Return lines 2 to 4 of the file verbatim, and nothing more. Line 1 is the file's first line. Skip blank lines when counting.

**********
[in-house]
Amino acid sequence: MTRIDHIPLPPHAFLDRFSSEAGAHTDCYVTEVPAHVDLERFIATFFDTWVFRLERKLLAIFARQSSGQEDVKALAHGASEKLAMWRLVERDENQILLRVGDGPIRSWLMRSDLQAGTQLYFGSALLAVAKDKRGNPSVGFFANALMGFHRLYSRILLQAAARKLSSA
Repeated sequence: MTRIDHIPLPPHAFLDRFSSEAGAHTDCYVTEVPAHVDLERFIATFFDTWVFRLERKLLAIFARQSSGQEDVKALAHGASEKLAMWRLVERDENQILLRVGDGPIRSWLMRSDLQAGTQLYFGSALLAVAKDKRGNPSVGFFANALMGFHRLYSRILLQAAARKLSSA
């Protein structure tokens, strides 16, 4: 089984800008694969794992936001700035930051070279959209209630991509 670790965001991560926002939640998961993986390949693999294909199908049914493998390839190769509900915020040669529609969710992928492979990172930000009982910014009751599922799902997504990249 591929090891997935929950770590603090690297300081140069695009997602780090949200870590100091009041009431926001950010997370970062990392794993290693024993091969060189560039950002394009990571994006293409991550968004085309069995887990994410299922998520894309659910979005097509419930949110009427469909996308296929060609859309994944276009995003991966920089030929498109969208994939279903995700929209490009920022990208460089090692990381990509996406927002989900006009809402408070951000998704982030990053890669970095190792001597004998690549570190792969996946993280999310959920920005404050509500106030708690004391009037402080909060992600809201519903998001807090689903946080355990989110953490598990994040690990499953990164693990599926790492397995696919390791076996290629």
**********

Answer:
Amino acid sequence: MTRIDHIPLPPHAFLDRFSSEAGAHTDCYVTEVPAHVDLERFIATFFDTWVFRLERKLLAIFARQSSGQEDVKALAHGASEKLAMWRLVERDENQILLRVGDGPIRSWLMRSDLQAGTQLYFGSALLAVAKDKRGNPSVGFFANALMGFHRLYSRILLQAAARKLSSA
Repeated sequence: MTRIDHIPLPPHAFLDRFSSEAGAHTDCYVTEVPAHVDLERFIATFFDTWVFRLERKLLAIFARQSSGQEDVKALAHGASEKLAMWRLVERDENQILLRVGDGPIRSWLMRSDLQAGTQLYFGSALLAVAKDKRGNPSVGFFANALMGFHRLYSRILLQAAARKLSSA
């Protein structure tokens, strides 16, 4: 089984800008694969794992936001700035930051070279959209209630991509 670790965001991560926002939640998961993986390949693999294909199908049914493998390839190769509900915020040669529609969710992928492979990172930000009982910014009751599922799902997504990249 591929090891997935929950770590603090690297300081140069695009997602780090949200870590100091009041009431926001950010997370970062990392794993290693024993091969060189560039950002394009990571994006293409991550968004085309069995887990994410299922998520894309659910979005097509419930949110009427469909996308296929060609859309994944276009995003991966920089030929498109969208994939279903995700929209490009920022990208460089090692990381990509996406927002989900006009809402408070951000998704982030990053890669970095190792001597004998690549570190792969996946993280999310959920920005404050509500106030708690004391009037402080909060992600809201519903998001807090689903946080355990989110953490598990994040690990499953990164693990599926790492397995696919390791076996290629």